Well, you’ve convinced me.  How do I get there?

Depending on how much of an independent traveller you really are you can either:

Pop down to any travel agent’s office on Khao San Road, say the magic words ‘Koh Chang’, point at the photo of a minivan designed to comfortably seat six but refitted to seat ten, hand over around 250 baht and then return at the day and time stated on the ticket to board the van.  The drive to the ferry pier will take around 5 hours by which time you’ll have probably lost all feeling in your legs.

Or

Find your own way to either Ekkamai or Morchit bus stations, buy a ticket to Trat, it’ll be about 170 – 190 baht.  The bus takes around 6 hours to get to Trat, depending on the number of toilet stops the driver requires.  From Trat, the passenger ferry pier at Laem Ngop is a 20 baht, 20 minute songtaew ride away.  Bus company staff will point you in the direction of the songtaews.

The ferries to the island takes around 40 minutes and once on the island you’ll see the white pick-up songtaews which are the island’s poor attempt at providing public transport.

Thanks for the info.  Can I buy you a beer?

Of course you can, I live on the island.  If you need more comprehensive info on Koh Chang please visit www.iamkohchang.com , or, if spending some of your time clad in a skintight rubber outfit is a prerequisite of your travel plans, you’ll find all you need to know about scuba diving off Koh Chang at www.divekohchang.com.

Santa Comes to Thailand

Unfortunately tourists, backpackers and travelers never get the real spirit of Thailand because they are not in country long enough. For those who stay or have relationships with families, you may relate to the following event.

When my wife and I decided to return to Thailand for Christmas, we decided to give the kids of the village something that they never had before — Santa Clause. Most nationals in Thailand are Buddhist and don’t celebrate Christmas, but they certainly have heard of Christmas. But do they understand its meaning? No not really.

In preparation, we purchased a Santa suit in Australia, together with Santa sack, beard and many presents. We arrived in my wife’s village [sub village of Nakhon Sawan] and were greeted by the family. It was nice to see them and they were all keen to receive gifts. We had to explain that the gifts were not going to be given out until Christmas Morning. It was also decided to have an Aussie barbeque for lunch on Christmas Day.

My wife organized all the food and we prepared it for our family and friends. This was my Christmas gift to everyone, as they would never have had anything like it before. We borrowed a barbeque from a local restaurant and purchased the refreshments. My mate and his wife joined us from Korat and we commenced the activities.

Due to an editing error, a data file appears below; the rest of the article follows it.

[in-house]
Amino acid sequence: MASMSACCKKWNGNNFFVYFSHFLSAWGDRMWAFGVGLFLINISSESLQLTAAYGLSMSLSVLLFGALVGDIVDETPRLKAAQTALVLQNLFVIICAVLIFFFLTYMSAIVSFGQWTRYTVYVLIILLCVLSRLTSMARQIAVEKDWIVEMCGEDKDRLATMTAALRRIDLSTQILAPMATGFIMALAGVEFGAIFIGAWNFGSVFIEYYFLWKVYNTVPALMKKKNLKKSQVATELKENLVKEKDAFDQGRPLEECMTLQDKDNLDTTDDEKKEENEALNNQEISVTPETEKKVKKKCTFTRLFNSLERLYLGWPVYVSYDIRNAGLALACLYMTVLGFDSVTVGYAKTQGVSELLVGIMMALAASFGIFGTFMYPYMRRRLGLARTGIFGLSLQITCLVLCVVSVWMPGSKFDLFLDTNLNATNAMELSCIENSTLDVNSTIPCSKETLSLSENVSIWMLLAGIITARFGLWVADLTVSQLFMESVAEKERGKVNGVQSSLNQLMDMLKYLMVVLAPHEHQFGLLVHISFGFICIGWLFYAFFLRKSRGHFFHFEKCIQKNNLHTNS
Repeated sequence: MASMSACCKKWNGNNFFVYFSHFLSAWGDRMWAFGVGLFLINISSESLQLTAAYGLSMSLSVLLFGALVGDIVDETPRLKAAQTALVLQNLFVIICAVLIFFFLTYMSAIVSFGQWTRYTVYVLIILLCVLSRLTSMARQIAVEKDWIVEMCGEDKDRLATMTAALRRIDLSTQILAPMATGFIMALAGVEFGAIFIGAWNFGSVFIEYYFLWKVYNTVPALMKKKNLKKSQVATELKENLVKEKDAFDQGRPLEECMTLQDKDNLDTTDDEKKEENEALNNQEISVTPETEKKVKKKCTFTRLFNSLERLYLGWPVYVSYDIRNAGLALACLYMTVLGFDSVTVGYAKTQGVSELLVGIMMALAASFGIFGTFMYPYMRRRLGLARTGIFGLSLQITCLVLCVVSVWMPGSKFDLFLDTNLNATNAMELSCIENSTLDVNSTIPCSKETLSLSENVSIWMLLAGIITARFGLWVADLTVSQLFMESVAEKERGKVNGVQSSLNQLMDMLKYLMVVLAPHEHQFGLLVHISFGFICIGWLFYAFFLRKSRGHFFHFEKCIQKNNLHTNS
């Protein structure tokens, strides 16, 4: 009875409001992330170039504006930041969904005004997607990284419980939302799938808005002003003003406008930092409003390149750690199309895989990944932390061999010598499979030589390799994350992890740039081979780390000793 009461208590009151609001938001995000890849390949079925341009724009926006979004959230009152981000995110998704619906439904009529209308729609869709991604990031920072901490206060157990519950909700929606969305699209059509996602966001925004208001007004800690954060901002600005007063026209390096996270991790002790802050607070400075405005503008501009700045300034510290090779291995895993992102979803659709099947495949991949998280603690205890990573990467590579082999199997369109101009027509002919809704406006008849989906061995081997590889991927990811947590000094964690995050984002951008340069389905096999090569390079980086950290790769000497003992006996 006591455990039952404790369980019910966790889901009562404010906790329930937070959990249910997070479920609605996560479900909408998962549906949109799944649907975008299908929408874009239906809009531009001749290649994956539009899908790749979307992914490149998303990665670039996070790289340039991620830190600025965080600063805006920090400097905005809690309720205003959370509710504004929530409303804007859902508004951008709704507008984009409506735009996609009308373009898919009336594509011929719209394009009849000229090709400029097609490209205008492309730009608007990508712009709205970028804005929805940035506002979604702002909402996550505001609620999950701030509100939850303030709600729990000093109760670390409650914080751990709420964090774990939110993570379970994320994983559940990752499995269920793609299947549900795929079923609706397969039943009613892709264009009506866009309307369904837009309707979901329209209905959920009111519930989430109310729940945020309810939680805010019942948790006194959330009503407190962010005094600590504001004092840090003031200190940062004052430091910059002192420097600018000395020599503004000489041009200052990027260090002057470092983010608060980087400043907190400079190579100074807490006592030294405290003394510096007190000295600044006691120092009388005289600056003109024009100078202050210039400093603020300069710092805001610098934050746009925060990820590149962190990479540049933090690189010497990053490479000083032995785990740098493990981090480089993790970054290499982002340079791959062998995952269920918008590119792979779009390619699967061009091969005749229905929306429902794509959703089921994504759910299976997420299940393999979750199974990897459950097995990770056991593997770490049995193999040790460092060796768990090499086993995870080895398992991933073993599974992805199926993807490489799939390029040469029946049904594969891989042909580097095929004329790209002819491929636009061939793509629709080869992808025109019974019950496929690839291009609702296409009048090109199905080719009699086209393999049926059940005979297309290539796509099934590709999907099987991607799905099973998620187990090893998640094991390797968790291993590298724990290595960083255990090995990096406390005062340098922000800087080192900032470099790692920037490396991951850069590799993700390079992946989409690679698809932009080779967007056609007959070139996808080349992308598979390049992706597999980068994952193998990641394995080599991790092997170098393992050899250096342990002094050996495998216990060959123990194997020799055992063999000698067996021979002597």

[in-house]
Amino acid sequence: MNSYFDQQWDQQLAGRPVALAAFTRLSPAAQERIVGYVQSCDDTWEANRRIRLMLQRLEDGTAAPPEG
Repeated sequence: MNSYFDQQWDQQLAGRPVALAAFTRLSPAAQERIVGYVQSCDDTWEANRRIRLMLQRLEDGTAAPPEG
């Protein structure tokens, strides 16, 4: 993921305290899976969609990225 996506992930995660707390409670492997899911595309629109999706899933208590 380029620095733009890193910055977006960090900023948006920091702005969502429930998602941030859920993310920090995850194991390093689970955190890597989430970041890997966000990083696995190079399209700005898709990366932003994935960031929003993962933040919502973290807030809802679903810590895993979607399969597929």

I had brought music tapes from Australia and everyone was amused to see two farang’s singing and dancing to tunes that they had never heard before. The most rewarding thing was when a local restaurant owner kept on repeating ‘aroy, aroy’ – she certainly loved the marinade pork steaks, and chicken salad.

Christmas day fell during the week and all the kids were at school, so naturally Santa had to visit the school. He arrived bells ringing on the back of a shiny new red motorcycle. Santa explained through the teachers about Christmas and the birth of Jesus in the Christian Faith, and the belief in Santa Clause and its origins, then he gave lollies to every child in the school. The children then responded by giving Santa a truly fine dancing and drum exhibition. The experience was great for everyone and Santa was asked to return next year. Who knows!

Later in the day Santa went through the village and gave lollies to all the kids that he saw. All-in-all a very satisfying day.

Cheers,

Garry

Slowly Down the Mekong

Slowly down the Mekong
Slowly down the Mekong
Slowly down the Mekong
Slowly down the Mekong

In Southeast Asia, smug backpackers parade their Laotian transport horror stories like war medals. Mention Laos to a group of travelers and you will no doubt be entertained by a playful one-upmanship, with stories of buses catching on fire, boats capsizing, innocent tourists becoming unwitting drug mules. Each survivor’s tale is a testimony to their own fearlessness. Now I’m no backpacker princess, I’ve endured my share of spiders in the bed and pickpockets in the markets. But even in the adventurous travel game, the risk of injury sends me clutching my first aid kid like a baby blanket. This cautiousness was tested when I crossed the Thai-Laotian border into Huay Xai, a tiny border town that people enter in order to leave again. Here, the travel options were a spine-rattling bus, a deafening speedboat, or 2 full days on a longtail slowboat. And so I signed on for a two-day slowboat down the Mekong, from Huay Xai to the reputedly charming Luang Prabang. For better or worse, it would provide an up-close introduction to Laos.
Day One

My fellow boaters and I have stuffed the vessel with enough baguette sandwiches, Pringles, and water bottles to last us days. Also aboard are every model of ipod, ipod nano, and mp3 player possible, six copies of The DaVinci Code (in six different languages), and two dozen Lonely Planet books. Armed and ready, we set off down the river.

The land around the Mekong is mostly unspoilt, with a few sparse hilltops that are clear-cut for local farming. It’s a peaceful change from the hustle of Thailand, seeing the countryside unfold at each bend in the lazy river. With an economy dependent on agriculture and a topography where arable land is sparse, the land surrounding the Mekong accounts for a good portion of Laos’ rice production. This is a staple of the Laotian diet as well as its economy, and in a country with limited roads and no railways, the river is a hub of transport. And yet, while the Mekong is a hub of sustenance for the country, today the waters are calm and the scenery is tranquil.